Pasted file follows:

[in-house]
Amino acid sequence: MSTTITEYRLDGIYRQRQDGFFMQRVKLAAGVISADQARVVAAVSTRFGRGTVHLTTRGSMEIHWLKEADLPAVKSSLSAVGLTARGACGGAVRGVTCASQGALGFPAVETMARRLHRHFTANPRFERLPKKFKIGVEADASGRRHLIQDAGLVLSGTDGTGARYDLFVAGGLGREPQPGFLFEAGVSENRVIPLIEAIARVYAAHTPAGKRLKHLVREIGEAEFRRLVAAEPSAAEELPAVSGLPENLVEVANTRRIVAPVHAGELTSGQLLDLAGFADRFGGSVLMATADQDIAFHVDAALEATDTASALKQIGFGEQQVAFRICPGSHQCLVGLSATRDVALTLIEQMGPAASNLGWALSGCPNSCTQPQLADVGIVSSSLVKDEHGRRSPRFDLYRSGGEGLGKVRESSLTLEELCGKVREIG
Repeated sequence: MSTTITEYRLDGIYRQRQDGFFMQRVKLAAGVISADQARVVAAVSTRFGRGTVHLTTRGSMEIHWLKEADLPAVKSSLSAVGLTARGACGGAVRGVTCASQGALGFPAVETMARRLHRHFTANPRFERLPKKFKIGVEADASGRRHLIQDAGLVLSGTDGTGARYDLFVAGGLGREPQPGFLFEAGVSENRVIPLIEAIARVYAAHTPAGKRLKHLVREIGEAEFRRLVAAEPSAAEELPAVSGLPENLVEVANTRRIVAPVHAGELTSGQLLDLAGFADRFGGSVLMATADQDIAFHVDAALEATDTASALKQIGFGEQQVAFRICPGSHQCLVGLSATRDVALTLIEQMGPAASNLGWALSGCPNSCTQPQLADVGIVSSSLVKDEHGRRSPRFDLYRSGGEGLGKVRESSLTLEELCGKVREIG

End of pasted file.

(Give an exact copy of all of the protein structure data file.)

[in-house]
Amino acid sequence: MSTTITEYRLDGIYRQRQDGFFMQRVKLAAGVISADQARVVAAVSTRFGRGTVHLTTRGSMEIHWLKEADLPAVKSSLSAVGLTARGACGGAVRGVTCASQGALGFPAVETMARRLHRHFTANPRFERLPKKFKIGVEADASGRRHLIQDAGLVLSGTDGTGARYDLFVAGGLGREPQPGFLFEAGVSENRVIPLIEAIARVYAAHTPAGKRLKHLVREIGEAEFRRLVAAEPSAAEELPAVSGLPENLVEVANTRRIVAPVHAGELTSGQLLDLAGFADRFGGSVLMATADQDIAFHVDAALEATDTASALKQIGFGEQQVAFRICPGSHQCLVGLSATRDVALTLIEQMGPAASNLGWALSGCPNSCTQPQLADVGIVSSSLVKDEHGRRSPRFDLYRSGGEGLGKVRESSLTLEELCGKVREIG
Repeated sequence: MSTTITEYRLDGIYRQRQDGFFMQRVKLAAGVISADQARVVAAVSTRFGRGTVHLTTRGSMEIHWLKEADLPAVKSSLSAVGLTARGACGGAVRGVTCASQGALGFPAVETMARRLHRHFTANPRFERLPKKFKIGVEADASGRRHLIQDAGLVLSGTDGTGARYDLFVAGGLGREPQPGFLFEAGVSENRVIPLIEAIARVYAAHTPAGKRLKHLVREIGEAEFRRLVAAEPSAAEELPAVSGLPENLVEVANTRRIVAPVHAGELTSGQLLDLAGFADRFGGSVLMATADQDIAFHVDAALEATDTASALKQIGFGEQQVAFRICPGSHQCLVGLSATRDVALTLIEQMGPAASNLGWALSGCPNSCTQPQLADVGIVSSSLVKDEHGRRSPRFDLYRSGGEGLGKVRESSLTLEELCGKVREIG